Commentary

Selected Criticism

Title:
"America [Centre of equal daughters]" (1888)
Author:
Griffin, Larry D.
Print source:
J.R. LeMaster and Donald D. Kummings, eds., Walt Whitman: An Encyclopedia (New York: Garland Publishing, 1998), reproduced by permission.

"America" first appeared in the New York Herald (11 February 1888) and then in the "Sands at Seventy" annex to Leaves of Grass in 1891–1892. Whitman, as he had done in 1872 in "As a Strong Bird on Pinions Free" ("Thou Mother with Thy Equal Brood" [1881]), addresses "America" as "Mother." The poem, like many from the "Sands at Seventy" annex, is one sentence. In that single sentence, Whitman displays several oral tendencies, including the catalogue of the country's components, clear parallel structure, and the homeostasis suggested by "the adamant of Time."

Whitman's "America" equalizes both the sons and daughters for whom the "seated Mother" is the "[c]entre." Whitman thus provides another early statement of the equality of the sexes, extending such equality despite age— "all alike endear'd, grown, ungrown, young or old." The sons and daughters make up an admirable family whose members are characteristically "[s]trong, ample, fair, endurable," and "rich." As with the "Earth," "Freedom," "Law," and "Love"—anything that is constant, that is persistent, and that continues uninterrupted— "America" is "[p]erennial." "Chair'd in the adamant of Time" further emphasizes the constancy of Whitman's "Mother."

Whitman's feminine, matriarchal America provides an opposite alternative to the masculine, patriarchal, capitalist America of the late nineteenth century. Like Liberty, the Statue in New York Harbor, and the figures on the obverses of numerous nineteenth- and twentieth-century American coins, Whitman's "Mother" provides readers with powerful associations, including the unlimited potential for revolutionary change in a feminine country where one enjoys the rights of "life, liberty, and the pursuit of happiness."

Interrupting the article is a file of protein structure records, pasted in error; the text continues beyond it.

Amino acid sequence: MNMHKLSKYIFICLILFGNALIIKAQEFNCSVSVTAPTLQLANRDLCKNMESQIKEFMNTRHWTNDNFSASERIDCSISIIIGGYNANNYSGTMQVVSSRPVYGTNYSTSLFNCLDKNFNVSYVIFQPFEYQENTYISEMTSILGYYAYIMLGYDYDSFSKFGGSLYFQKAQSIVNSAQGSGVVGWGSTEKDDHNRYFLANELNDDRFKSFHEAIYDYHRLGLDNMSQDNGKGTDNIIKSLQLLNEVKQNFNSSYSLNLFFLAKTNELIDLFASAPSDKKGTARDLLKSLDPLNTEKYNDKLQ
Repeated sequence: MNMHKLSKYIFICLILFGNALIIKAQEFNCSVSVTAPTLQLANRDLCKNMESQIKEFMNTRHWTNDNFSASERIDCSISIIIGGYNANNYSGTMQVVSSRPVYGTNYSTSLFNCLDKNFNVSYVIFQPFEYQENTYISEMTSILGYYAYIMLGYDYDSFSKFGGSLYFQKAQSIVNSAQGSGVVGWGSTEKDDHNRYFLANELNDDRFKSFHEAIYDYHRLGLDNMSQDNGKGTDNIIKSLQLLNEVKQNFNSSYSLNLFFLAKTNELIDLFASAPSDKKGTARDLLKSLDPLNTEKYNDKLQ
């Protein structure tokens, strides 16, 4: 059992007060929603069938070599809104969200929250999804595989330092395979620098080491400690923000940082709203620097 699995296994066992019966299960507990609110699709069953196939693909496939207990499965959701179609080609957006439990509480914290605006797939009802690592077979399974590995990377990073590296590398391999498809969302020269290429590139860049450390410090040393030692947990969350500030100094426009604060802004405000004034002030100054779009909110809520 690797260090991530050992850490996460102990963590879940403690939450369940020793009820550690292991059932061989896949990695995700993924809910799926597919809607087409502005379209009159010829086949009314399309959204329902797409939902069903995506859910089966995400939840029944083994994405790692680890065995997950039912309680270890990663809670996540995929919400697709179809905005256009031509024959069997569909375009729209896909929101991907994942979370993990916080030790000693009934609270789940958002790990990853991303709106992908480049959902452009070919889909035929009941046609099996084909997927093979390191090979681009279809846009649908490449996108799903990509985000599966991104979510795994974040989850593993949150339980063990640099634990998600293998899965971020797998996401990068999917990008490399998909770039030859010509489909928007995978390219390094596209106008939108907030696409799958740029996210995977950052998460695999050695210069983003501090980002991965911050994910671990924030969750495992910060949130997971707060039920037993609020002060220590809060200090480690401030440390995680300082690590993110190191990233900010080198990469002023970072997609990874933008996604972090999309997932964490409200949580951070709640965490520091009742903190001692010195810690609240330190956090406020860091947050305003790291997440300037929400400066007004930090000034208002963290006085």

"America" may be the only poem Whitman ever recorded. Originally recoded in 1890, the cylinder, which contains Whitman reading the first four lines of "America," purportedly was once in the collection of Roscoe Haley (1889–1982). On 5 August 1951, Leon Pearson broadcast Whitman reading "America" on his NBC radio program Yesterday, Today, and Tomorrow. Audio-Text Cassettes in the 1970s included the recording in a cassette tape series for classroom use. The Belfer Audio Lab and Archives at Syracuse University holds a similar recording on an acetate disk. How appropriate that Whitman, in the only recording of his voice, should speak out about such an America.

Bibliography

Folsom, Ed. "The Whitman Recording." Walt Whitman Quarterly Review 9 (1992): 214–216.

Whitman, Walt. "America." 1890. Voices of the Poets: Readings by Great American Poets from Walt Whitman to Robert Frost. America Literary Voices Audiotape. 14026. Center for Cassette Studies, 1974.

____. Leaves of Grass: Comprehensive Reader's Edition. Ed. Harold W. Blodgett and Sculley Bradley. New York: New York UP, 1965.

____. Leaves of Grass: A Textual Variorum of the Printed Poems. Ed. Sculley Bradley, Harold W. Blodgett, Arthur Golden, and William White. Vol. 3. New York: New York UP, 1980.


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